Q&A: Travelport – Adaptation is key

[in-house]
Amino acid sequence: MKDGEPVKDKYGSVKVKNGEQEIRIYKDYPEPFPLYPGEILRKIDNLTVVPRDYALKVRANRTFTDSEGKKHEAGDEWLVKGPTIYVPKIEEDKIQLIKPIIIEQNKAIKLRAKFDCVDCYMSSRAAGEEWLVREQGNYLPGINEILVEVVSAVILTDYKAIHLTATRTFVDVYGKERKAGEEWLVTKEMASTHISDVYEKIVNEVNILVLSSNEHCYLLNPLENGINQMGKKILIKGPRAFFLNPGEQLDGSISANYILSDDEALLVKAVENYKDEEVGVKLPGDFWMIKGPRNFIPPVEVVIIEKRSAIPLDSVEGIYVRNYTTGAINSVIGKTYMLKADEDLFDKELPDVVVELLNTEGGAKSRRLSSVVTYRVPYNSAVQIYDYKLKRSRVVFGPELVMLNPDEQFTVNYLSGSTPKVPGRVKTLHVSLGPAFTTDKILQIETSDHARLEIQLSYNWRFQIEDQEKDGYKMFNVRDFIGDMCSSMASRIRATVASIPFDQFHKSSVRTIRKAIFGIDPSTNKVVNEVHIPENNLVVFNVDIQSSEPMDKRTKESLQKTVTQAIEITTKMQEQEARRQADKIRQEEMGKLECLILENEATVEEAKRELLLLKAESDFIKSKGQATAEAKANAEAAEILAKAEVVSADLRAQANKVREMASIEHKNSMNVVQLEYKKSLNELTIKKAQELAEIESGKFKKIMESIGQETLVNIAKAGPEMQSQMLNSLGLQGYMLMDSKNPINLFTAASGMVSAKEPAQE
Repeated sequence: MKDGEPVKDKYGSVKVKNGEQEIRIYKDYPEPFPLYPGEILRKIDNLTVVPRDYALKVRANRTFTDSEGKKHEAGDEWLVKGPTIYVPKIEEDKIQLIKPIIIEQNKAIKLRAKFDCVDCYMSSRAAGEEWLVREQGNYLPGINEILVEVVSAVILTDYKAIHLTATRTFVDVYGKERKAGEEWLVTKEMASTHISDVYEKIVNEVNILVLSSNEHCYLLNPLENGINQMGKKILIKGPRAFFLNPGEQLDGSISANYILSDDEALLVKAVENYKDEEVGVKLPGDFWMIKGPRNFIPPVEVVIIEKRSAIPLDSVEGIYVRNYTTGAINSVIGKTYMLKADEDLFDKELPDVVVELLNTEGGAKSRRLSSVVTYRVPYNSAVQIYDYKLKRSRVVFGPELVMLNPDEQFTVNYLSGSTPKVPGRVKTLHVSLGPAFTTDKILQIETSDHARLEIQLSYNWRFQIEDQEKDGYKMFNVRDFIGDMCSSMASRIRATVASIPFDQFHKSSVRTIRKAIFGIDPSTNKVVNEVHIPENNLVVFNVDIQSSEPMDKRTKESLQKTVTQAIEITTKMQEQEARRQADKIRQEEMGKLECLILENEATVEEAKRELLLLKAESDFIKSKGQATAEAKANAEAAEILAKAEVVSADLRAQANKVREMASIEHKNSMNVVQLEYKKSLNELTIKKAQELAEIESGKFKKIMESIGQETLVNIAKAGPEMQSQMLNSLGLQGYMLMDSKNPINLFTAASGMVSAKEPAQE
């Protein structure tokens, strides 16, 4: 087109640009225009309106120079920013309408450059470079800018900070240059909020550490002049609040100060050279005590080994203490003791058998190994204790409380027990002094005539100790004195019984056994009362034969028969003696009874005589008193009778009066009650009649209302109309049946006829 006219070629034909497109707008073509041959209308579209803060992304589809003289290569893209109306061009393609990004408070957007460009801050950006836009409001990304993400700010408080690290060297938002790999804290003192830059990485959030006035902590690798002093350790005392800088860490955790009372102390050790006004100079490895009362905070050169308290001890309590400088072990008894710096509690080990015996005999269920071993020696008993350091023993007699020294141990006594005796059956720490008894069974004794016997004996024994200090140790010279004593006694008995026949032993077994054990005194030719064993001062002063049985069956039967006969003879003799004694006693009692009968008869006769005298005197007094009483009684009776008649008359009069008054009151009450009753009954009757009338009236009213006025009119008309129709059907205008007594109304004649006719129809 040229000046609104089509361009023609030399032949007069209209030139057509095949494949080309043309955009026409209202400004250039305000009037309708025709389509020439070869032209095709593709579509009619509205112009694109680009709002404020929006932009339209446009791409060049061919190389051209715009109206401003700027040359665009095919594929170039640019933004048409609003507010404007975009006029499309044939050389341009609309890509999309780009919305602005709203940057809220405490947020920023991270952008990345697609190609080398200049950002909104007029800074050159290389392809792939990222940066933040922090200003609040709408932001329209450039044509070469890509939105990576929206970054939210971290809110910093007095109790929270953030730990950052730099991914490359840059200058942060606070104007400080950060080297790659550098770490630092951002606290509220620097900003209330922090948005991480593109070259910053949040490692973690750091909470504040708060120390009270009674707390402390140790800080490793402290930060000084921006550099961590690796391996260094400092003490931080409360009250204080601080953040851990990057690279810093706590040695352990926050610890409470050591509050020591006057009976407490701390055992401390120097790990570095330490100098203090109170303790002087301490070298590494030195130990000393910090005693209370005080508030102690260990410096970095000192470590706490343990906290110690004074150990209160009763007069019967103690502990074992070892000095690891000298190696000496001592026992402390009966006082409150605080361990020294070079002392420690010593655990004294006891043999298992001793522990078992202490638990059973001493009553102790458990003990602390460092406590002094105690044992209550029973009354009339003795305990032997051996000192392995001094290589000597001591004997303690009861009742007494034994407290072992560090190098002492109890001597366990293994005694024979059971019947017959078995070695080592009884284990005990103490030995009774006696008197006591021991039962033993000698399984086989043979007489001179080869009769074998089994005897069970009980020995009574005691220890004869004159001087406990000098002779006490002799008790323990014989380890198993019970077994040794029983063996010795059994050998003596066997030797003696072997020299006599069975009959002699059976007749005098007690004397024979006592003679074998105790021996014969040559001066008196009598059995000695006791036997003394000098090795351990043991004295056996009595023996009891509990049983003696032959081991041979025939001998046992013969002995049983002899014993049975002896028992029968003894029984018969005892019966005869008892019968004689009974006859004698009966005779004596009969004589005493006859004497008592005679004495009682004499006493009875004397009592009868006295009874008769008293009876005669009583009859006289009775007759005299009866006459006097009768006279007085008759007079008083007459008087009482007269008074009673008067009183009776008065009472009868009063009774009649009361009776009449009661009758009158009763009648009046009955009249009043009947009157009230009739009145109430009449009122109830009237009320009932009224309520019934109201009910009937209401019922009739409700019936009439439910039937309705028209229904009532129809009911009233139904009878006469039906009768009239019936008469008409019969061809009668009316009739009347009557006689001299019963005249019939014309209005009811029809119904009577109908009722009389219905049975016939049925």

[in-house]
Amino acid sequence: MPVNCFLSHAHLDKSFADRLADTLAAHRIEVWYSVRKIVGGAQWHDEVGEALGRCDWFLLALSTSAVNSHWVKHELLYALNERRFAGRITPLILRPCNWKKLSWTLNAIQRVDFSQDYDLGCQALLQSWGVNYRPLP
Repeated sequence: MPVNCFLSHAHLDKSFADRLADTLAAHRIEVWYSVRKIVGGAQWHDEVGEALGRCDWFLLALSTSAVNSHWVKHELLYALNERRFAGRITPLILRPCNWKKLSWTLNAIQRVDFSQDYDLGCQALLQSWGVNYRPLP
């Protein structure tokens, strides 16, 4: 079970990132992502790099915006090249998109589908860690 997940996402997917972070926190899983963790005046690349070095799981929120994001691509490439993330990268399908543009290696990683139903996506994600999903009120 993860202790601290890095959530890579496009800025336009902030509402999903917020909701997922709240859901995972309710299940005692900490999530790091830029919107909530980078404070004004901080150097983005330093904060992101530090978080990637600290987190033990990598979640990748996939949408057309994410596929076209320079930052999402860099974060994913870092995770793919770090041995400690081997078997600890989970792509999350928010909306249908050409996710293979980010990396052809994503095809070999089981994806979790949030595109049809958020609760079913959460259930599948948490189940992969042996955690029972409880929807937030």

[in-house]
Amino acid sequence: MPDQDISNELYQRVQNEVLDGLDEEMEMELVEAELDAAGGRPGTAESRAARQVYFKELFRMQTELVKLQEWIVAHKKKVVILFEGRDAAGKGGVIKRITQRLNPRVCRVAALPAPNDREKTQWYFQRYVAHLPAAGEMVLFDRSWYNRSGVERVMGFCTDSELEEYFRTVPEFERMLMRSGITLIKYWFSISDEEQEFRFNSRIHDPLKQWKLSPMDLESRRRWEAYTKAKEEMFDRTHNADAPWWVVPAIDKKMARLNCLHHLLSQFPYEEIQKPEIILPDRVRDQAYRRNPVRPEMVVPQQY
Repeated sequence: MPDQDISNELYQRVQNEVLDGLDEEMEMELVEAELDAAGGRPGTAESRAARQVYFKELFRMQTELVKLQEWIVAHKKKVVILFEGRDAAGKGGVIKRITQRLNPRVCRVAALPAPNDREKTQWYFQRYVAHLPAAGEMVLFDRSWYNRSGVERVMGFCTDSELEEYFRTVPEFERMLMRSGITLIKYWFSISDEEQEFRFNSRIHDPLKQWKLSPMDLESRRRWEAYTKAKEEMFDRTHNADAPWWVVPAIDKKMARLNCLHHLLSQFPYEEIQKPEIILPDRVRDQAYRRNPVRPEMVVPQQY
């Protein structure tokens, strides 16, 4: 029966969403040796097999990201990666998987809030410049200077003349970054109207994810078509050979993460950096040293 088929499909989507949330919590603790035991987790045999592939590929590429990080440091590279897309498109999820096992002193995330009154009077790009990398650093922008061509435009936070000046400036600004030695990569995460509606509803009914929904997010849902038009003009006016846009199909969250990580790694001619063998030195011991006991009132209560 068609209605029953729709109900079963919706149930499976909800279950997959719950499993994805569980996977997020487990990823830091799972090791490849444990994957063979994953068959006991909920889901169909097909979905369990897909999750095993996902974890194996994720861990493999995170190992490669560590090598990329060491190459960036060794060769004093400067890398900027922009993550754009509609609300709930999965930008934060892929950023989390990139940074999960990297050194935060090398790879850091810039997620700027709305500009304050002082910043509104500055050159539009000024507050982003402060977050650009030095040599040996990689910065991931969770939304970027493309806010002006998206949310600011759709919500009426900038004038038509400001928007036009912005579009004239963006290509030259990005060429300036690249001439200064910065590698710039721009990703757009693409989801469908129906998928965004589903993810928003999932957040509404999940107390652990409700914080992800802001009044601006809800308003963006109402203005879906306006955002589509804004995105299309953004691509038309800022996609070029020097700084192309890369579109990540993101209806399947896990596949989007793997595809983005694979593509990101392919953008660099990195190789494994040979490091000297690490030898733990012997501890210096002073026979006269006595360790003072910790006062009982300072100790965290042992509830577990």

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According to Juniper Research, it is expected that more than 500 million air tickets will be purchased on mobile devices by 2018 (up from approximately 200m in 2014), with the corresponding transaction value expected to grow from $52 billion in 2014 to $ 145 billion in 2018, making mobile technology the fast-growing segment of the travel industry. Robyn Christie, Travelport’s spokesperson, elaborates on this and other developments in the industry. Q: What is currently the biggest talking point in the GDS space? A: Given mobile technology’s rapid progress we should see growth in new, comprehensive mobile travel products that enables airlines and travel companies to deliver sophisticated mobile services to their increasingly mobile-centric customers.Travelport is at the forefront in driving this projected growth through Mobile Travel Technologies, a Travelport company. This investment is a natural extension of Travelport’s strategy to redefine travel commerce and to lead in the mobile technology space. There has also been an explosive growth of virtual payments. Traditionally, when consumers buy travel from a travel agency, the travel agent is the merchant of record, but many in the travel industry are converting to Virtual Account Numbers as an alternative to the older, outmoded forms of payment. Q: It’s nearly a year since Lufthansa announced their decision to implement a GDS surcharge. How have you seen the market react? A: Lufthansa’s move is not in the interests of either the end-traveller or the airline group. Initial early data is indicating some drop off in Lufthansa Group bookings; at the same time, we’re also seeing a volume shift towards other airlines and Lufthansa codeshare partners. Lufthansa’s airlines are beginning to lose bookings in the third party channel and we do not believe they will be making up for these lower volumes in their direct agency portal. Q: Are you concerned that other airlines will follow Lufthansa’s lead? A: We haven’t seen any other airline follow suit. Travelport represents a highly cost efficient distribution channel through which airlines only pay a small distribution fee, of around two percent.  Bookings made through the agency GDS channel provide a much higher average value per ticket to the airline than those generated through its own website and direct channels. Q: GDS companies sit on heaps of data. What is Travelport doing to make full use of the data it captures? A: In addition to hospitality, payment and mobile solutions, we utilise the broad connections and extensive data managed by our travel commerce platform to provide advertising solutions to over 3,500 advertisers that allow our travel providers to easily and cost-effectively promote upgrades, ancillary products or services, package deals and other offers. Q: Is Travelport launching any new products in the short-term? A: We have invested heavily to deliver the systems and technologies needed for travel agencies to attract and service higher-yield customers. Our investments in the mobile space is a key element of digital travel commerce. Recently we announced that MTThas partnered with Etihad to launchits innovative mobile app for the iPhone that enables guests to organise and manage their journey with even greater ease as Etihad continues to adopt innovative technology to reimagine the flying experience. In addition, Travelport is introducing new products and solutions through its extensive network of developers. As an example, Travelport and TTS recently announced Travelport Mobile Agent’s availability on Windows-powered phones. Travelport Mobile Agent is a tool that allows agents around the world to access the Travelport platform remotely via their mobile or tablet device. Q: Do the GDS companies have a role to play in exploring how to tap into social media or instant messaging services such as WhatsApp? A: We have seen selected regions and operations using social media to communicate with Travelport’s customers and these channels certainly play an important role in our communication mix. Most recently we have been broadcasting key messages to users in Africa using mobile technology – and as time goes on, we can only see this medium growing as we concentrate our efforts on delivering the right messages at the right time using the right medium for our customers. Our customers respond well to Travelport using social media, and we have seen an uptick in followers and subscribers on our social handles. Feedback from agents is positive and there is a high level of interaction. Q: Travelport fairly recently launched a call centre in Kenya. Why the focus on this part of Africa? A: Kenya is an important and dynamic region with a burgeoning middle class which, despite setbackssuch as the Ebola crisis, continues to show encouraging growth. Q: What does the GDS future look like? A: The travel industry has experienced transformational changes in the last 10 years, driven by breakthroughs in mobile technology and large-scale data and content management, as well as macroeconomic and financial pressures. This has reset the expectations of travel buyers and travel providers as well as those of travellers themselves, who are increasingly seeking to book all aspects of a travel experience in one place and at one time
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